Like other claims under the New Jersey Law Against Discrimination, disability discrimination claims, including claims that an employer failed to accommodate your disability reasonably, usually require you to prove that you suffered an “adverse employment action.” Adverse employment actions include being terminated, demoted, or denied a promotion. In other words, it is usually not enough to show that an employer failed to accommodate your disability. But suppose your employer fails to accommodate your disability, forcing you into a situation that causes you significant harm. In such a situation, can you file a disability discrimination claim under the NJLAD even though you did not suffer an adverse employment action?
Can You File a Disability Discrimination Claim if You Did Not Suffer an Adverse Employment Action?
According to a recent court case, the answer to this question is a limited “yes.” In the case of Richter v. Oakland Board of Education, the Appellate court held that the claimant was not required to prove that her boss took an “adverse employment action” against her under the NJLAD to sustain a “failure to accommodate claim” because the latter resulted in significant harm to the claimant.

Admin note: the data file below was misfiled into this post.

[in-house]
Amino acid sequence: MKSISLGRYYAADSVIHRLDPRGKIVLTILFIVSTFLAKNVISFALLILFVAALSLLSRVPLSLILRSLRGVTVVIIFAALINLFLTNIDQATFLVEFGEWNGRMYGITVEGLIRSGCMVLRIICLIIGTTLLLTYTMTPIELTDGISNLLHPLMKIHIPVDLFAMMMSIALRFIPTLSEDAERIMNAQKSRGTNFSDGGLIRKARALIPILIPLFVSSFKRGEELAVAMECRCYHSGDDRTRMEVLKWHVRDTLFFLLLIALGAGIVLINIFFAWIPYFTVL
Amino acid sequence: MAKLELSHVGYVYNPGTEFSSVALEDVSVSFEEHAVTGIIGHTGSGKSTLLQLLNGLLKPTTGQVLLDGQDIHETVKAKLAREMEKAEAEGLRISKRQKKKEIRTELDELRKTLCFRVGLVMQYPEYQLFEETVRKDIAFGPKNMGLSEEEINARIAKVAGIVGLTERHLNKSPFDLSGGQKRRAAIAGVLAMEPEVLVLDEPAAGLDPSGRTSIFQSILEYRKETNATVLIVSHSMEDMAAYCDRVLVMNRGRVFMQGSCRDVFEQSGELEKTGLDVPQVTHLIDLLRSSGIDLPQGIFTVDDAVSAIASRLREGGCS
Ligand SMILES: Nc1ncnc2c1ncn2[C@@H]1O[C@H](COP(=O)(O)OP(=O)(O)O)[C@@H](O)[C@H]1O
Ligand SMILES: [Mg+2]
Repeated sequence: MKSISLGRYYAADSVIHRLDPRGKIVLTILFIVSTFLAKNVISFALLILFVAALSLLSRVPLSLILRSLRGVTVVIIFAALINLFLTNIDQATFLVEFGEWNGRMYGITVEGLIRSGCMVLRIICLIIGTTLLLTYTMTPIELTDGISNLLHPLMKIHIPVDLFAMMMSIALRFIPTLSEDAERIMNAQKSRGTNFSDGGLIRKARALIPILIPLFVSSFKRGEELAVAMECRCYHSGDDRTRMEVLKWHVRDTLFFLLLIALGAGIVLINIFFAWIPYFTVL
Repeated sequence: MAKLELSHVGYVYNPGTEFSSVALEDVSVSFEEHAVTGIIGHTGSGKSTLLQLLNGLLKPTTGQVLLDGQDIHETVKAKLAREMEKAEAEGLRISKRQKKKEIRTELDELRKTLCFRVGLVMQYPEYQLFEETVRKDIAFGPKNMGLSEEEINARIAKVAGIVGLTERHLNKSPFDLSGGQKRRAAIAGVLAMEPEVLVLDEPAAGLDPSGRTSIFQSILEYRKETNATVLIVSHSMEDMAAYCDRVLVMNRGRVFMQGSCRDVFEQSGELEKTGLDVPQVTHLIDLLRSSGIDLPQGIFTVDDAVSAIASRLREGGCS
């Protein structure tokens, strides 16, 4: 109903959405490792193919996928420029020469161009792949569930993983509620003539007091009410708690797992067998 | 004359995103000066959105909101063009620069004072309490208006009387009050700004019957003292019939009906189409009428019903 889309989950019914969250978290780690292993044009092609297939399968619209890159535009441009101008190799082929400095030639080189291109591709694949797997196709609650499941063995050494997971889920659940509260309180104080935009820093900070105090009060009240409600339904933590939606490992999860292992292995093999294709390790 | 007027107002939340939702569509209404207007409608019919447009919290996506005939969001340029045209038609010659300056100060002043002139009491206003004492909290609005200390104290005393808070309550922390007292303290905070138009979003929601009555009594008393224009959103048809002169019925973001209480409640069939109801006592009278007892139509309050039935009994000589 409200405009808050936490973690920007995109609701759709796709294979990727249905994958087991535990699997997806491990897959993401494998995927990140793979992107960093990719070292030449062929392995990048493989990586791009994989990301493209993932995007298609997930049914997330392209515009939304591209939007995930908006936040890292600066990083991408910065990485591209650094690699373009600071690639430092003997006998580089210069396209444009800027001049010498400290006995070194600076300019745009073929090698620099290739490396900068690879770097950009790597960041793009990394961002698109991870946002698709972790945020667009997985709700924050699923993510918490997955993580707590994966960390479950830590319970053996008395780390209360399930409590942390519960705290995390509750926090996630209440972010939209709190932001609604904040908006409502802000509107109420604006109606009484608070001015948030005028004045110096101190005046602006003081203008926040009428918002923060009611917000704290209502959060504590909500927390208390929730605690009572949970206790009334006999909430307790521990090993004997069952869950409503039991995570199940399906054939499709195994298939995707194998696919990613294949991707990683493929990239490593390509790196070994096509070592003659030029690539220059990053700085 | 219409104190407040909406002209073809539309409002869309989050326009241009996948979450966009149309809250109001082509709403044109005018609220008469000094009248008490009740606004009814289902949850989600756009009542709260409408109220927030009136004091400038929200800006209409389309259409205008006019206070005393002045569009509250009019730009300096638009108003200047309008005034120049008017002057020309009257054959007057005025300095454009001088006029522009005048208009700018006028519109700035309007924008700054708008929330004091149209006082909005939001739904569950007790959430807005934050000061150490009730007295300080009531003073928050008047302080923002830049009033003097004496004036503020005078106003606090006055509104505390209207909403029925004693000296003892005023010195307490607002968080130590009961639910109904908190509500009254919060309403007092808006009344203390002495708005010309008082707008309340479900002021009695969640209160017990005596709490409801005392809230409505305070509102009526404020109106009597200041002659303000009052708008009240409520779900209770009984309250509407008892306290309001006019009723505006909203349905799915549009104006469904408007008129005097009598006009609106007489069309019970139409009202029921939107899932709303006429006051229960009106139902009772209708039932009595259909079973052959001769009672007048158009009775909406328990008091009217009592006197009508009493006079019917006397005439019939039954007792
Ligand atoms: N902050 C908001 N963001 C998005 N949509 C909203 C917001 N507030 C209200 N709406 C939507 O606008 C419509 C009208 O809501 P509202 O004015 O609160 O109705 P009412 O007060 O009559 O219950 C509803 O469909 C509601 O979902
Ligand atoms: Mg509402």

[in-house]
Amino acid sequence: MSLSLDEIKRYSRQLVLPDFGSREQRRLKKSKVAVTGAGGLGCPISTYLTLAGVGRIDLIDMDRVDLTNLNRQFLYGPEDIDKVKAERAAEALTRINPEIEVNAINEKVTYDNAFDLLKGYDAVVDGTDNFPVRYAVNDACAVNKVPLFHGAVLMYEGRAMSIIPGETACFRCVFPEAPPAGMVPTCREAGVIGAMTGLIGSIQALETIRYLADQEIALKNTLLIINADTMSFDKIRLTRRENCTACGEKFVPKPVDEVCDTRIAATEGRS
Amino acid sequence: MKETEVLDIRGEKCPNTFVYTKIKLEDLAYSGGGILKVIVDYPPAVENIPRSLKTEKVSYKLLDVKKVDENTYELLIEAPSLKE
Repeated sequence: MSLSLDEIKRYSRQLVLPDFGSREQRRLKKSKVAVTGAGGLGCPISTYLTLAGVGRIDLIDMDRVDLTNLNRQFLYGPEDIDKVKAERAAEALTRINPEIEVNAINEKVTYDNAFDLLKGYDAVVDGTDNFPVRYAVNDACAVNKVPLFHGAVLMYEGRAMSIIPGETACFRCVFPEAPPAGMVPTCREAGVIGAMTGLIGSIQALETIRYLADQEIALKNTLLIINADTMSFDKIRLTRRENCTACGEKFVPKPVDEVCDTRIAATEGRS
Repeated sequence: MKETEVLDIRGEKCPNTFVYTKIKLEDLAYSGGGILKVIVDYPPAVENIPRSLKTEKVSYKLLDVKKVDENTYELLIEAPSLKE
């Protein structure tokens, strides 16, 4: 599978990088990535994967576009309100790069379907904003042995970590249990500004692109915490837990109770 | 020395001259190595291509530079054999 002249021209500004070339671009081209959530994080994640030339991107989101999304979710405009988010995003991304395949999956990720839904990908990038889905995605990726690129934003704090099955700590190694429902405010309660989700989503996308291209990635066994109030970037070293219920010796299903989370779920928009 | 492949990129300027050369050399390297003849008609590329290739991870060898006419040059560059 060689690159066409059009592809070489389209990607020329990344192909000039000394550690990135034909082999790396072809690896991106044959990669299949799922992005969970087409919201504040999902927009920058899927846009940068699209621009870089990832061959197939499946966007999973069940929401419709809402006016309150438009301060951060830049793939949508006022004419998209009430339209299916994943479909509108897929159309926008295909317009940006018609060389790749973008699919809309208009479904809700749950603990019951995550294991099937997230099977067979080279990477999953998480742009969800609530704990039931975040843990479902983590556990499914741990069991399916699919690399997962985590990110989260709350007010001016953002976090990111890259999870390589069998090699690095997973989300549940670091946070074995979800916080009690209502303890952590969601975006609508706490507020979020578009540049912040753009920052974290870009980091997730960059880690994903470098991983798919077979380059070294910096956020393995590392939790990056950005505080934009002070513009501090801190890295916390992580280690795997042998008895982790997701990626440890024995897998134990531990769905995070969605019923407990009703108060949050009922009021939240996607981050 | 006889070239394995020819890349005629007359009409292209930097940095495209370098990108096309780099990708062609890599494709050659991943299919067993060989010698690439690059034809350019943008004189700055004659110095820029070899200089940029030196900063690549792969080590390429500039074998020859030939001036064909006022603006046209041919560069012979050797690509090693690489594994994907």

The case involved a claimant who was a teacher with type I diabetes. The teacher requested to be allowed to take her lunch break early (during 5th period) in order to maintain her blood sugar levels. The school maintained that she needed to be on cafeteria duty, thus requiring that she takes her lunch break during 7th period. The school principal, however, told the teacher she was allowed to take a break from cafeteria duty if she felt unwell. Also, the vice principal advised the teacher that she did not have to be on cafeteria duty. However, the teacher’s written schedule remained unchanged, which in turn led to her concluding that she was only to take her lunch break during the 7th period.
One day the teacher passed out because of a hypoglycemic seizure that happened during her 6th period. She ended up suffering serious and permanent injuries, including facial and dental trauma, complete loss of smell, tingling in the fingers, altered speech, insomnia, tinnitus, and significant loss of taste. The teacher filed a claim under the NJLAD, but the school district tried to dismiss the claim on the ground that she did not suffer an adverse employment action. A lower trial court sided with the school district and dismissed the case. However, the Appellate court allowed the suit to proceed. The court reasoned that the teacher did not have to prove the adverse employment action she suffered under this “unusual situation.”
So, what does this mean? Most plaintiffs will still have to prove they suffered an adverse employment action to have a successful disability discrimination claim. However, if you suffered substantial harm because an employer failed to reasonably accommodate your disability, you may be able to bring a disability discrimination claim without needing to prove “adverse employment action.” That said, ensure you contact a qualified employment lawyer for legal guidance.
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If you believe you have a valid disability discrimination claim, contact our qualified New Jersey employment lawyer at Trabosh Law Firm for a free case evaluation.